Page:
Driving while intoxicated is a serious crime that may have serious consequences. If you are one of these drivers and have been charged with an alcohol or drug-related offense, it is important to contact an experienced attorney. The Long Island criminal defense lawyers at McGuire, Peleáz & Bennett, PC may be able to assist you and defend your rights. For more information or to schedule a consultation call (631) 348-1702.

New York State Police Cracks Down on DWI and Reckless Driving During Super Bowl Weekend

On January 31, 2017, Governor Andrew Cuomo announced a statewide crackdown on impaired and reckless driving during Super Bowl weekend. New York State police and local law enforcement agencies worked together to enforce underage drinking laws, and increase patrols and security checkpoints to “deter, identify, and arrest impaired drivers,” according to Governor Cuomo’s press office.

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What Should I do if Arrested for a DUI or DWI in New York?

Driving Under the Influence (DUI) and Driving While Intoxicated (DWI) are serious traffic matter that could result in a criminal record and jail time. If you find yourself under questioning or arrest, consider the following.

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Case Dismissed Based on “Auto-Brewery Syndrome” Defense

Having a dedicated and experienced attorney is essential to defending yourself against DWI charges. There are evidentiary tools and various defenses which can be asserted that an attorney can help identify.

One recent case in which an attorney’s experience and use of unique defense tools resulted in a dismissal is a case in Upstate New York. A woman, after driving erratically, was pulled over for drunk driving. Her blood alcohol content (BAC) was at .33, more than four times the legal limit of .08. She stated that she only drank three alcoholic beverages earlier in the day, which was not enough to equal her BAC.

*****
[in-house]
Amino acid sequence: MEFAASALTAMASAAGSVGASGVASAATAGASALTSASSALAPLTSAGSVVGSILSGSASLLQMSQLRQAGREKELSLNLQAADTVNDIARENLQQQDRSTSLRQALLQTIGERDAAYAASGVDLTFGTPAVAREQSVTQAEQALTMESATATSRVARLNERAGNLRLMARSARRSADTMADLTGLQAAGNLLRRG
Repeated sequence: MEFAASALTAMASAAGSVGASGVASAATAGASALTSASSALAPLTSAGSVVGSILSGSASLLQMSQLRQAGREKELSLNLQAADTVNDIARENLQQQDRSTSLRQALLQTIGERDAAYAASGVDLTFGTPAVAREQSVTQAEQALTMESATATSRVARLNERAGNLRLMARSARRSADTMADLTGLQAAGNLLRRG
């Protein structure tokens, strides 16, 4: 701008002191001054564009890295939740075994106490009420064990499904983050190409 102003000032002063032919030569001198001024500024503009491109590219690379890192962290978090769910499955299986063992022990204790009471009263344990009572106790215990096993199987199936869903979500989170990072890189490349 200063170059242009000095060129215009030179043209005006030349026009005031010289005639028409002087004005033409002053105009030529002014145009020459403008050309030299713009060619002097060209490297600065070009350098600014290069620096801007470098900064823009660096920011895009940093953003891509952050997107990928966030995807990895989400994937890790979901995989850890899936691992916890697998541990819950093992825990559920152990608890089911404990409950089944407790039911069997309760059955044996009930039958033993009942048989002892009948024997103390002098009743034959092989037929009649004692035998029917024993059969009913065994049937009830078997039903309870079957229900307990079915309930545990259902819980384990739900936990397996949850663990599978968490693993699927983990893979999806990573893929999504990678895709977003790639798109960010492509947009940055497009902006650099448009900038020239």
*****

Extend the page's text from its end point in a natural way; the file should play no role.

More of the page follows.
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Understanding Leandra’s Law

Signed into law on November 18, 2009, Leandra’s Law was enacted in honor of Leandra Rosado, an 11-year old killed while she rode in a vehicle with her intoxicated mother. Leandra’s Law creates harsher penalties against motorists who drink and drive while transporting children.

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Drunk Driver on Long Island Crashes through Neighbors’ House

A Lake Ronkonkoma man is facing a DWI charge after driving his vehicle into his next-door neighbor’s house on Sunday November 24, 2014.  According to authorities, the 20-year-old male was driving a 2010 Hyundai Sonata when he crashed through the neighbors’ front door.  The driver fled the scene, but police were able to easily locate him as it was quickly discovered that he lived next door.  Fortunately, all of the individuals inside the house escaped injury.

Driving while intoxicated (DWI) is a dangerous and costly illegal offense.  Alcohol not only severely impairs your driving abilities; it also affects your judgment and coordination. If you are convicted of a DWI as a first offense, the consequences may be harsh. Common consequences include fines of between $500 and $1,000, up to 1 year in jail, a minimum of 3 years’ probation, and revocation of your driver’s license for at least 6 months. In addition, there are a number of other fines and programs that may be imposed on you by the court.